I decided to ask a real expert to deal with the question, my friend Jeff Siker, PhD in New Testament who has just retired from a 30+ year career teaching biblical studies at Loyola Marymount, and who has edited two books that address Christian views of homosexuality, the one he mentions below in his answer (1994) and a more recent reference work, Encyclopedia of Homosexuality and Religion (2006). When it comes to this topic, he’s heard it all and is massively informed.  These two posts, of course, represent simply a condensation of the relevant information and his views about them.

Jeff has served as a guest poster twice on the blog before, and both times graciously answered questions and responded to comments.  I’m not sure if he will be able to do so (I asked him just now, but he is in a different time zone). If he can, great.  If not, I’ll deal with questions, comments myself. [See original blog post.]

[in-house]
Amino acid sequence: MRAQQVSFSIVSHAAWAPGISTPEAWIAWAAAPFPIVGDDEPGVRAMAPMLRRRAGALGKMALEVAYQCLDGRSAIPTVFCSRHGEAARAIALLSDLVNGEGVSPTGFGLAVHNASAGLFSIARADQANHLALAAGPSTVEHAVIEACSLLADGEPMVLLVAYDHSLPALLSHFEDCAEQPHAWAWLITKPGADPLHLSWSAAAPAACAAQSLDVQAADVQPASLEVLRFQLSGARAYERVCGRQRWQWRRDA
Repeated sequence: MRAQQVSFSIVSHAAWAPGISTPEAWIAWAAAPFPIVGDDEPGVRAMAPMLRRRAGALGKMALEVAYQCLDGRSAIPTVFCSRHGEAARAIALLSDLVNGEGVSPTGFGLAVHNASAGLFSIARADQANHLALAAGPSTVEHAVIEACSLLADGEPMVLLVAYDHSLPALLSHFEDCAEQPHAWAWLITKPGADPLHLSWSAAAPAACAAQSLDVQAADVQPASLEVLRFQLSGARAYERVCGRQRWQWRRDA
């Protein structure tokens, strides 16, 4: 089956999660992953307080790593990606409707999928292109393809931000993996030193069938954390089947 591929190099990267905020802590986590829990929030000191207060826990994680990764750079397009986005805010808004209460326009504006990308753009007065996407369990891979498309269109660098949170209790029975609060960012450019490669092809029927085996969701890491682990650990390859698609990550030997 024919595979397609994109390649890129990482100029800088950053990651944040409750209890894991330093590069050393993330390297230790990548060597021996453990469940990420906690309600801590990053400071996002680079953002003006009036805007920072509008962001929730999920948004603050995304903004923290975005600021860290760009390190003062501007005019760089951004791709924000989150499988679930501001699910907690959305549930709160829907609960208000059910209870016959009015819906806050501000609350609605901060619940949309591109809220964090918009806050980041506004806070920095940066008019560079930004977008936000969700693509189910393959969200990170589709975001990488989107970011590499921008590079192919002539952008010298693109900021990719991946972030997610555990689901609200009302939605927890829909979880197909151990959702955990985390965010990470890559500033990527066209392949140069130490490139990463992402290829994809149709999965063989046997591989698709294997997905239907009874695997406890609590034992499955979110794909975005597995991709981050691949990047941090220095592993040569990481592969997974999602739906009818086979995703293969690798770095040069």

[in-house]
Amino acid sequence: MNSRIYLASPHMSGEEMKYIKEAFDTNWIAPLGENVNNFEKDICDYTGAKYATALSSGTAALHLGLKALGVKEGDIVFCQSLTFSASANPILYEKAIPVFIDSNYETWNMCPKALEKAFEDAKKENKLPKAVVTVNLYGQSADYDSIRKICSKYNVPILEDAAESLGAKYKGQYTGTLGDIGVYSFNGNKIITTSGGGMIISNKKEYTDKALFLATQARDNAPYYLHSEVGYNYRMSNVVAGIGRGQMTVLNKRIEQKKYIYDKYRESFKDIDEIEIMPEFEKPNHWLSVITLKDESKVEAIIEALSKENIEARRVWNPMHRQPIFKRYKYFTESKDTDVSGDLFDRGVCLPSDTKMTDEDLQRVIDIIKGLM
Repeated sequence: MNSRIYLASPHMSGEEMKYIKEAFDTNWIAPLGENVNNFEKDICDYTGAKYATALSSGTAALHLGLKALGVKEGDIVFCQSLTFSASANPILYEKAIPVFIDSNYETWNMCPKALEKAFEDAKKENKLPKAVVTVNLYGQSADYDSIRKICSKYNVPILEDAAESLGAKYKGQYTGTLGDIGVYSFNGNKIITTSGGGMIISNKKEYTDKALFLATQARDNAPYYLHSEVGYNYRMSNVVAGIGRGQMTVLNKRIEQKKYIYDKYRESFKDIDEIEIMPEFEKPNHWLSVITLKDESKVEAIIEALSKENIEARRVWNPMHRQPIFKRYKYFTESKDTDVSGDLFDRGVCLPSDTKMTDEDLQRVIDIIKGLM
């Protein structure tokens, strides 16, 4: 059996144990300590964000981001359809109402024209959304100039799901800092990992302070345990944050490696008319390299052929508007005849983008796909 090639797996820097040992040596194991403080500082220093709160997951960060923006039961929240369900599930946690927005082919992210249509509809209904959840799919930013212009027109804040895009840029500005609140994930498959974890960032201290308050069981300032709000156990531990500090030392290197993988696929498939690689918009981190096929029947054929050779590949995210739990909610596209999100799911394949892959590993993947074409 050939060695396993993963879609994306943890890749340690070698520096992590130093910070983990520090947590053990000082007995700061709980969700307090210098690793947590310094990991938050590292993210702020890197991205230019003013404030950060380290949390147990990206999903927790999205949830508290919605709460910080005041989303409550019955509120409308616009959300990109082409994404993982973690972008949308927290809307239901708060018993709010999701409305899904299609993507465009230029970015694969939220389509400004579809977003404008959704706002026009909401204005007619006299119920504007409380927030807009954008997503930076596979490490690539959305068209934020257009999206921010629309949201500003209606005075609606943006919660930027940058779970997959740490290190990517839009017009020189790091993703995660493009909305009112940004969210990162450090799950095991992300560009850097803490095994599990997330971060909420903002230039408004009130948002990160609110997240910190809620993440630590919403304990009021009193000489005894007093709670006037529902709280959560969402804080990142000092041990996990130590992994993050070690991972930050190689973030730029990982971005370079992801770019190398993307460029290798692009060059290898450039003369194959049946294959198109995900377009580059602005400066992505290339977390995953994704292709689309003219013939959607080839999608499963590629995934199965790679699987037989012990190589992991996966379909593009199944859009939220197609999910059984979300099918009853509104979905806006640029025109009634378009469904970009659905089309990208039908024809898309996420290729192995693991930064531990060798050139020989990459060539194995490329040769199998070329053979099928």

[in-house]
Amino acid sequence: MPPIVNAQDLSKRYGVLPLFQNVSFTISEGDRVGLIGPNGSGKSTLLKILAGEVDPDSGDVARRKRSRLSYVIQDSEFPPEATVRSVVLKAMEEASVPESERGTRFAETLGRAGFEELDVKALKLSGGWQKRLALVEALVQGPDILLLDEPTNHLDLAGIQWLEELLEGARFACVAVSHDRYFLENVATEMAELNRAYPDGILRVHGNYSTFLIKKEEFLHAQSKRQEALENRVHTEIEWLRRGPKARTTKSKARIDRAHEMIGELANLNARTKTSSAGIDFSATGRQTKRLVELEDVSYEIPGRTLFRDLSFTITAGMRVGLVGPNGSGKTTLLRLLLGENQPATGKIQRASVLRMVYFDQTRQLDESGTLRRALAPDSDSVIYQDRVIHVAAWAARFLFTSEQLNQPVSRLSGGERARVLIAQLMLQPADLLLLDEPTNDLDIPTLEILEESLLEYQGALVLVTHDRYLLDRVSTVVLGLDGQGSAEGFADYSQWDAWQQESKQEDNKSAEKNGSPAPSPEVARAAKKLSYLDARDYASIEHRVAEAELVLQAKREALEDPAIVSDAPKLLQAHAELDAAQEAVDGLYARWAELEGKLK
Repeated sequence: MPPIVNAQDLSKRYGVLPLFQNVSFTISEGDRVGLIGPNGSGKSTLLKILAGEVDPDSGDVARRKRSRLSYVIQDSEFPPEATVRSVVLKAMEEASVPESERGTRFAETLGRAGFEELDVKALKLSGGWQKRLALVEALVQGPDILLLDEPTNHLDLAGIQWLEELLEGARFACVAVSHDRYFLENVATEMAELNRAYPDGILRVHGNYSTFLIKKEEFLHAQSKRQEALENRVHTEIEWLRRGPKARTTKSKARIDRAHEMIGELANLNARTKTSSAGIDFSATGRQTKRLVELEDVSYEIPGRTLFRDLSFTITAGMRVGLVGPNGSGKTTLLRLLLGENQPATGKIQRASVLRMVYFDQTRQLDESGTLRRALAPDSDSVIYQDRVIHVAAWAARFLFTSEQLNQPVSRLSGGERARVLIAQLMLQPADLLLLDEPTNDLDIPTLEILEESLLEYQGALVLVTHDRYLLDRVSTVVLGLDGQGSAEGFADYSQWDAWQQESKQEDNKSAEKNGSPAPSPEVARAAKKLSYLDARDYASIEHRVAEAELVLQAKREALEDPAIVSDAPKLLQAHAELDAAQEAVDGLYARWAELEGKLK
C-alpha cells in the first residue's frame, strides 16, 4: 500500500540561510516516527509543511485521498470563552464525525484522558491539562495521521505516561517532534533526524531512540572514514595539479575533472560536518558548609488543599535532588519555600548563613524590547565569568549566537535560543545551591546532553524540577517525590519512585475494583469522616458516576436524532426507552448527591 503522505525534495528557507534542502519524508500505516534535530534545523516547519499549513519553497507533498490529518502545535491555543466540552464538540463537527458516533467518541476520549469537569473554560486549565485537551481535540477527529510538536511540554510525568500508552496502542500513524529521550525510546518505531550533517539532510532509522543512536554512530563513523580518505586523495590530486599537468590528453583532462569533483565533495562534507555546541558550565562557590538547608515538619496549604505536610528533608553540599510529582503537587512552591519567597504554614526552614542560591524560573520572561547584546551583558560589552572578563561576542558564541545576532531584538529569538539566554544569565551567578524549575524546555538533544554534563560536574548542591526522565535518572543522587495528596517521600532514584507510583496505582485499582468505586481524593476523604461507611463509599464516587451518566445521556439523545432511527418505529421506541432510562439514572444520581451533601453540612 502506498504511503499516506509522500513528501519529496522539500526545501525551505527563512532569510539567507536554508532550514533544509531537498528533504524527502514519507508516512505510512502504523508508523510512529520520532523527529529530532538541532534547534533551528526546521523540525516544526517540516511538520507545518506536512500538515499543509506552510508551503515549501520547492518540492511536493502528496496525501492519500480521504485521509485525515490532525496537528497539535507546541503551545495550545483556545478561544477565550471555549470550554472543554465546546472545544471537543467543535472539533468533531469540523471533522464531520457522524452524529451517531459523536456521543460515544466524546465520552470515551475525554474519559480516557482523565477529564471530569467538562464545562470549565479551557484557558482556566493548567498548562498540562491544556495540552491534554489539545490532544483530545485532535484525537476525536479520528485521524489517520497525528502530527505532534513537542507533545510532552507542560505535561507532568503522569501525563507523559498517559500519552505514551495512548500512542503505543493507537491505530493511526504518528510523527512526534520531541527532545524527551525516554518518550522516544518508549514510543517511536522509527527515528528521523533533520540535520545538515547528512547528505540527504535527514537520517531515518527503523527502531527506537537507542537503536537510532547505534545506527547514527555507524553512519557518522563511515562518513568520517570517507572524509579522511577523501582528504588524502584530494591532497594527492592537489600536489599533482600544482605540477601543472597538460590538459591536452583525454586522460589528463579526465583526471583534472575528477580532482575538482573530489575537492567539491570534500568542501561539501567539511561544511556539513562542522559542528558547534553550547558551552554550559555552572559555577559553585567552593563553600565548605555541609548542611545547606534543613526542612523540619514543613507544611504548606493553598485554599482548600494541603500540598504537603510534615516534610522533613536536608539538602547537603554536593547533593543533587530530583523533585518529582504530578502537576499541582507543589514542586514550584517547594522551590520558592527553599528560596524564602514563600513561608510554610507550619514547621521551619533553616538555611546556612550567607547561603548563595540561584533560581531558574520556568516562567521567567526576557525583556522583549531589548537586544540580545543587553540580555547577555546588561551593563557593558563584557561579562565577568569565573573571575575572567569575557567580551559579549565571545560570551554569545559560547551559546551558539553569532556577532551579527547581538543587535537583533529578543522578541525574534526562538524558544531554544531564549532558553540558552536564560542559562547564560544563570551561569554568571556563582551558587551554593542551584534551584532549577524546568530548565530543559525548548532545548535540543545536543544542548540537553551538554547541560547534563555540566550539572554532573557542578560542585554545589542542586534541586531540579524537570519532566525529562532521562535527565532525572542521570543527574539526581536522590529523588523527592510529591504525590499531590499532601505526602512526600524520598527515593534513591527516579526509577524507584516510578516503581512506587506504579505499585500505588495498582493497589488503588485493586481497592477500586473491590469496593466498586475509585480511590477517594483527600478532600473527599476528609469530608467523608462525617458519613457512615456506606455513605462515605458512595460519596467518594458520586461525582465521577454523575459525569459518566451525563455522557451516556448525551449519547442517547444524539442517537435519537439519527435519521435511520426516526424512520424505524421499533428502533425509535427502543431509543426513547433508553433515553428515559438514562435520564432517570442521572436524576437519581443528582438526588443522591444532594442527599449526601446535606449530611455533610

QUESTION:  

From February 23-26, 2019 in St. Louis, the United Methodist Church will have a special conference session to discuss the issue of homosexuality. As a former UM and with relatives in the UM church, the result of this conference could result in the split of the UM church.
In Romans 1:26-27, conservative will argue that these verses condemn homosexuality. Liberals will argue Paul is only condemning behavior by Roman male citizens abusing slaves and young boys who had no rights because they were not Roman citizens. Paul is not condemning consensual homosexual relationships.